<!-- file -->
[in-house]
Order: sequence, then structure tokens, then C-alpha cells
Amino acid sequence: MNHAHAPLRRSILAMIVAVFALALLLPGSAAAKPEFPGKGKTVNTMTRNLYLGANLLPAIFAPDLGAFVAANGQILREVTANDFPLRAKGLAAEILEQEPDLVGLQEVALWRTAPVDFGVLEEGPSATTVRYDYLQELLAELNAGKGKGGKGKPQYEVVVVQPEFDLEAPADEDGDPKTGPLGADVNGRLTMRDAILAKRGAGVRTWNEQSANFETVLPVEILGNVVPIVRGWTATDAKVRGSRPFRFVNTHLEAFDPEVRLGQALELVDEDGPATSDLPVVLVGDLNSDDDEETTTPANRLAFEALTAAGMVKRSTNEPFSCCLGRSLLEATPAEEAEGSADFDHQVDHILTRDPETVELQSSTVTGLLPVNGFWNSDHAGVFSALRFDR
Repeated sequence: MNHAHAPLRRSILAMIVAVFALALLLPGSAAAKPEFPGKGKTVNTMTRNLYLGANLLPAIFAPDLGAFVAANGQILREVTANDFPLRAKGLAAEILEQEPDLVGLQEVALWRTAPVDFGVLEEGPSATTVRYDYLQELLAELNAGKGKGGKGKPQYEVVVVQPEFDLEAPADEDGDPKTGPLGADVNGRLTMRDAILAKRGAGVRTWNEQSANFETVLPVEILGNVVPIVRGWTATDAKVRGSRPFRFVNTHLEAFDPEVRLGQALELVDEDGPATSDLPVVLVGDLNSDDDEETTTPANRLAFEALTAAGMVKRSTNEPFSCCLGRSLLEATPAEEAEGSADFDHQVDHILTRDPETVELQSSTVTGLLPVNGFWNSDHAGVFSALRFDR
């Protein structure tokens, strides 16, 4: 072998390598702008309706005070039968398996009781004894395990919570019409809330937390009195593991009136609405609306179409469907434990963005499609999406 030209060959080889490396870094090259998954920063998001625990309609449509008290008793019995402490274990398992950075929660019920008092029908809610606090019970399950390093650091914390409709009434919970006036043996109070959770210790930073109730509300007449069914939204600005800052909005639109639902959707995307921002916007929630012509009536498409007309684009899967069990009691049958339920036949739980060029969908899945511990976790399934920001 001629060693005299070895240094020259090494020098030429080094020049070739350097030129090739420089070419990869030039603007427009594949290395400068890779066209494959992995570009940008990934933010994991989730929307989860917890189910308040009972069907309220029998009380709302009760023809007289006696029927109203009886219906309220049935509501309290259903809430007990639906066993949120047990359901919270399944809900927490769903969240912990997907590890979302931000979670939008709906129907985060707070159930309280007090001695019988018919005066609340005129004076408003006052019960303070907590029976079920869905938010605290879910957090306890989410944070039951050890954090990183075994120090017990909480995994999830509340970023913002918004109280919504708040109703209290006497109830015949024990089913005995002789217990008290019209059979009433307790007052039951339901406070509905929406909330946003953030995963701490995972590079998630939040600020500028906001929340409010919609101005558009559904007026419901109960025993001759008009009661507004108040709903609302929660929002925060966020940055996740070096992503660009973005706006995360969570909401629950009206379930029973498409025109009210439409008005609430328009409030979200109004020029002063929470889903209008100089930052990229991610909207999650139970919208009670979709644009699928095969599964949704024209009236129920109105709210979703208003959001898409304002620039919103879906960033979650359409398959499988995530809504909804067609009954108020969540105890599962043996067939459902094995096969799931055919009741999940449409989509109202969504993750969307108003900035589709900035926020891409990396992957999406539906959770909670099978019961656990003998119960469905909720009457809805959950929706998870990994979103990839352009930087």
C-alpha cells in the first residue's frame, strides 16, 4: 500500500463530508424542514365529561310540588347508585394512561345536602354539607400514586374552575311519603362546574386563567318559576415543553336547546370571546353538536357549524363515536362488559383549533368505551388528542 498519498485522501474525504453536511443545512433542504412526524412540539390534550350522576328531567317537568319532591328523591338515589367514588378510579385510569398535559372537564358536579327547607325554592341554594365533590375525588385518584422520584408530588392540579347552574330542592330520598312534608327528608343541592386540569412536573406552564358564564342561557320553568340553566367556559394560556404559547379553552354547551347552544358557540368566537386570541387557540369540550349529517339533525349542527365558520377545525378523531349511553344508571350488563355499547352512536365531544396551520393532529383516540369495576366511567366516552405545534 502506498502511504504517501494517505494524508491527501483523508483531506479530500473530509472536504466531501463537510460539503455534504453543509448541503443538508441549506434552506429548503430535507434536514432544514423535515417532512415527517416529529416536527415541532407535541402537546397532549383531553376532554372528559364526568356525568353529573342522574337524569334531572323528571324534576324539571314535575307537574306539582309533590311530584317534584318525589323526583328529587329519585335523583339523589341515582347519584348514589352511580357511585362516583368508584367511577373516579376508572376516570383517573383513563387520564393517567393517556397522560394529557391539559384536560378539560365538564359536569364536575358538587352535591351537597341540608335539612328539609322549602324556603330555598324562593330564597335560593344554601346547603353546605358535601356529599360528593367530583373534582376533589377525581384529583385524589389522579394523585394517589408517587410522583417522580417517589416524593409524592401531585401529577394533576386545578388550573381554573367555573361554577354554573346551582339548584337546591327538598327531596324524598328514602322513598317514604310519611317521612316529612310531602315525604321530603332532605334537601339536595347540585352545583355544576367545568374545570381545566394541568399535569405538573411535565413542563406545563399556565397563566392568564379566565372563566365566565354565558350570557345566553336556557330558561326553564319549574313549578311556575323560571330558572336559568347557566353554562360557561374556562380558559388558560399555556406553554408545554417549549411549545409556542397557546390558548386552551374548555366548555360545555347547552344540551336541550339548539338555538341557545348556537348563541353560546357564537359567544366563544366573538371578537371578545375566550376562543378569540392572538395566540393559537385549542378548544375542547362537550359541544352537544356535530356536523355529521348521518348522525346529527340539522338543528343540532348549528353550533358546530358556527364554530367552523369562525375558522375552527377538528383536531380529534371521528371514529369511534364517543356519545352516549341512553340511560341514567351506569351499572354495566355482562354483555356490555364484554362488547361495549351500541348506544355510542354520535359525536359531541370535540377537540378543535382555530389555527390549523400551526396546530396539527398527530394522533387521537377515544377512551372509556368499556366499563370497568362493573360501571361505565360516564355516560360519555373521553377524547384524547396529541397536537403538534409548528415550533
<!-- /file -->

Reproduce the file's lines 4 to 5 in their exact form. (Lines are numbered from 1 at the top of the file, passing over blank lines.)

Repeated sequence: MNHAHAPLRRSILAMIVAVFALALLLPGSAAAKPEFPGKGKTVNTMTRNLYLGANLLPAIFAPDLGAFVAANGQILREVTANDFPLRAKGLAAEILEQEPDLVGLQEVALWRTAPVDFGVLEEGPSATTVRYDYLQELLAELNAGKGKGGKGKPQYEVVVVQPEFDLEAPADEDGDPKTGPLGADVNGRLTMRDAILAKRGAGVRTWNEQSANFETVLPVEILGNVVPIVRGWTATDAKVRGSRPFRFVNTHLEAFDPEVRLGQALELVDEDGPATSDLPVVLVGDLNSDDDEETTTPANRLAFEALTAAGMVKRSTNEPFSCCLGRSLLEATPAEEAEGSADFDHQVDHILTRDPETVELQSSTVTGLLPVNGFWNSDHAGVFSALRFDR
């Protein structure tokens, strides 16, 4: 072998390598702008309706005070039968398996009781004894395990919570019409809330937390009195593991009136609405609306179409469907434990963005499609999406 030209060959080889490396870094090259998954920063998001625990309609449509008290008793019995402490274990398992950075929660019920008092029908809610606090019970399950390093650091914390409709009434919970006036043996109070959770210790930073109730509300007449069914939204600005800052909005639109639902959707995307921002916007929630012509009536498409007309684009899967069990009691049958339920036949739980060029969908899945511990976790399934920001 001629060693005299070895240094020259090494020098030429080094020049070739350097030129090739420089070419990869030039603007427009594949290395400068890779066209494959992995570009940008990934933010994991989730929307989860917890189910308040009972069907309220029998009380709302009760023809007289006696029927109203009886219906309220049935509501309290259903809430007990639906066993949120047990359901919270399944809900927490769903969240912990997907590890979302931000979670939008709906129907985060707070159930309280007090001695019988018919005066609340005129004076408003006052019960303070907590029976079920869905938010605290879910957090306890989410944070039951050890954090990183075994120090017990909480995994999830509340970023913002918004109280919504708040109703209290006497109830015949024990089913005995002789217990008290019209059979009433307790007052039951339901406070509905929406909330946003953030995963701490995972590079998630939040600020500028906001929340409010919609101005558009559904007026419901109960025993001759008009009661507004108040709903609302929660929002925060966020940055996740070096992503660009973005706006995360969570909401629950009206379930029973498409025109009210439409008005609430328009409030979200109004020029002063929470889903209008100089930052990229991610909207999650139970919208009670979709644009699928095969599964949704024209009236129920109105709210979703208003959001898409304002620039919103879906960033979650359409398959499988995530809504909804067609009954108020969540105890599962043996067939459902094995096969799931055919009741999940449409989509109202969504993750969307108003900035589709900035926020891409990396992957999406539906959770909670099978019961656990003998119960469905909720009457809805959950929706998870990994979103990839352009930087």